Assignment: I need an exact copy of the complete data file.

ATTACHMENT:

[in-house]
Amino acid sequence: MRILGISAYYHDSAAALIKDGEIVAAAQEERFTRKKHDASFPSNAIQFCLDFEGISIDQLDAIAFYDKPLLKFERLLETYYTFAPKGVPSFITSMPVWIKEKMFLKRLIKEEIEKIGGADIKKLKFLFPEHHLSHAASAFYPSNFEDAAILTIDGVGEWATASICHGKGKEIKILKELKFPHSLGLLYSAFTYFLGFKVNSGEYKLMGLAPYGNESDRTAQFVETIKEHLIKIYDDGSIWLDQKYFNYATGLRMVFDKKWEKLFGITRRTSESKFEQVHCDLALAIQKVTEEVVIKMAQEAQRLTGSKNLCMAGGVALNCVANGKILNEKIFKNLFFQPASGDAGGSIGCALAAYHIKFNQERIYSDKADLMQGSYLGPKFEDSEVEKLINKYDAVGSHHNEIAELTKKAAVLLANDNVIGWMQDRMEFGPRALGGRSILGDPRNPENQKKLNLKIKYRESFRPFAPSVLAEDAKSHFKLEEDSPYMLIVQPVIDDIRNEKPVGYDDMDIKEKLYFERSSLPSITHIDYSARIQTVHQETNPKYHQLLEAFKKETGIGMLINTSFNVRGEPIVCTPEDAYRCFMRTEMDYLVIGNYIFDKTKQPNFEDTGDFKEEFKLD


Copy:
[in-house]
Amino acid sequence: MRILGISAYYHDSAAALIKDGEIVAAAQEERFTRKKHDASFPSNAIQFCLDFEGISIDQLDAIAFYDKPLLKFERLLETYYTFAPKGVPSFITSMPVWIKEKMFLKRLIKEEIEKIGGADIKKLKFLFPEHHLSHAASAFYPSNFEDAAILTIDGVGEWATASICHGKGKEIKILKELKFPHSLGLLYSAFTYFLGFKVNSGEYKLMGLAPYGNESDRTAQFVETIKEHLIKIYDDGSIWLDQKYFNYATGLRMVFDKKWEKLFGITRRTSESKFEQVHCDLALAIQKVTEEVVIKMAQEAQRLTGSKNLCMAGGVALNCVANGKILNEKIFKNLFFQPASGDAGGSIGCALAAYHIKFNQERIYSDKADLMQGSYLGPKFEDSEVEKLINKYDAVGSHHNEIAELTKKAAVLLANDNVIGWMQDRMEFGPRALGGRSILGDPRNPENQKKLNLKIKYRESFRPFAPSVLAEDAKSHFKLEEDSPYMLIVQPVIDDIRNEKPVGYDDMDIKEKLYFERSSLPSITHIDYSARIQTVHQETNPKYHQLLEAFKKETGIGMLINTSFNVRGEPIVCTPEDAYRCFMRTEMDYLVIGNYIFDKTKQPNFEDTGDFKEEFKLD